As a coach I encourage those I work with to put their learning into action.

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But I know this is not easy and requires ongoing support and input to encourage actively learning from experiences – through the day job. I also know that when I’m facilitating courses and programmes to groups, people really value and enjoy engaging with and learning from fellow clinicians.

Thats why I helped design and am looking forward to delivering Action Learning Sets (ALS) for Doctors organised by the FMLM*.

The idea

You benefit from a learning programme designed with medical leadership development at its heart, with the advantage of professional facilitation by experienced coaches and the value of learning with a liked-minded group of doctors who you can build a network with.

The programme

With the Action Learning Set programme, not only will you learn and develop those essential leadership and management skills as needed by today’s clinicians but you will also develop an exciting new way of learning through Action Learning Set facilitation and learn just how you could use this approach on your own clinical and leadership journey.
The four sessions will cover:
  • Individual development and how to better understand yourself
  • Developing team working and managing change.
  • Organisational working, exploring you as an individual and as a team member in the overall context of the system.
  • Using the skills you have learnt from previous sets to self-facilitate and explore opportunities beyond the ALS programme.

The programme is for doctors who are either in or moving to a leadership and management role and will be delivered via four half-day sessions between September and December 2017, one set in London, one set in Birmingham.

Dates for the Birmingham set: Wednesday 20 September, Wedensday 18 October, Wednesday 15 November and Wednesday 13 December. This will be run by myself and colleague Liz McCaw.

Dates for the London set: Thursday 14 September, Thursday 12 October, Thursday 9 November and Thursday 7 December. This will be run by John Aspden and colleague Liz McCaw.

Cost: £750 for the whole programme (thats £187.50 for each half day!)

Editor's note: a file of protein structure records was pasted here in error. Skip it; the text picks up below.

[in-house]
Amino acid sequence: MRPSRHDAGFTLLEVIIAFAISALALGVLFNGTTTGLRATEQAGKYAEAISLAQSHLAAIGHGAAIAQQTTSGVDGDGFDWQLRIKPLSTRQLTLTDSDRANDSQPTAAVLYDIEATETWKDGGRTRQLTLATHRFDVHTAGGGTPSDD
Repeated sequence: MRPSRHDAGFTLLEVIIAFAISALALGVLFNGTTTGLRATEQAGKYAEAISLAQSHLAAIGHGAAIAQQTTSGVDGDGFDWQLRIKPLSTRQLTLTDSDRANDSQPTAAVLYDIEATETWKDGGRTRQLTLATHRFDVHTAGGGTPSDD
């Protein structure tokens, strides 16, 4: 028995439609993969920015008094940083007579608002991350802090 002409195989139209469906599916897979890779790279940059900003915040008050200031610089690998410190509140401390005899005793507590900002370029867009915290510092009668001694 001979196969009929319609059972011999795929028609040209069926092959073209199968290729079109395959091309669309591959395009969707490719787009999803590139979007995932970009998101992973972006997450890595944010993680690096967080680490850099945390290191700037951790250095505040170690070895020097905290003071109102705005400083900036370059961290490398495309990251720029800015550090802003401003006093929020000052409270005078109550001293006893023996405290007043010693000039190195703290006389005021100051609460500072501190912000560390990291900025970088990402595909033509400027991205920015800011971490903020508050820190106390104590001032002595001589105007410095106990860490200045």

*Faculty of Medical Leadership & Management

Leadership is not a theoretical exercise, but a practical endeavour.”

Click HERE to register with the Faculty of Medical Leadership and Management for a Action Learning Set.

How we get on with people at work really affects us. Seems obvious, but it is not easy, especially when everyone is under so much pressure.

Face to faceWhen working with teams or individuals the quality of our relationships; our ability to trust and manage healthy conflict all contribute to our sense of well-being and ultimately resilience. But obviously we all have a different approach to managing our relationships, based on our underlying needs and what we are prepared to show we want.

So, as part of my CPD for 2017 I decided to train in a diagnostic tool with OPP to learn more about our interpersonal behaviours – specifically how we orientate ourselves to those around us. This is why I chose the FIRO (Fundamental Interpersonal Relations Orientation) instrument. It is grounded in solid research developed over 50years and gives practical insight with an objective report on what you might want and how you might express this to others.

Why is this useful in a busy healthcare environment?

Those of us who have worked in or continue to work in the healthcare sector know, without a doubt, that it is the people that really make the system what it is. And it is the quality of their relationships with each other that see them through times of great stress or brilliant innovation. So understanding how you orientate your self to others is a additional insight that is highly valuable.

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So how does FIRO work?

The model breaks down into three areas that Will Schutz described in1958  -originally devised to measure and predict the interaction between people for the purpose of assembling highly productive teams in the US Navy.

 

Schutz describes our interpersonal needs* as: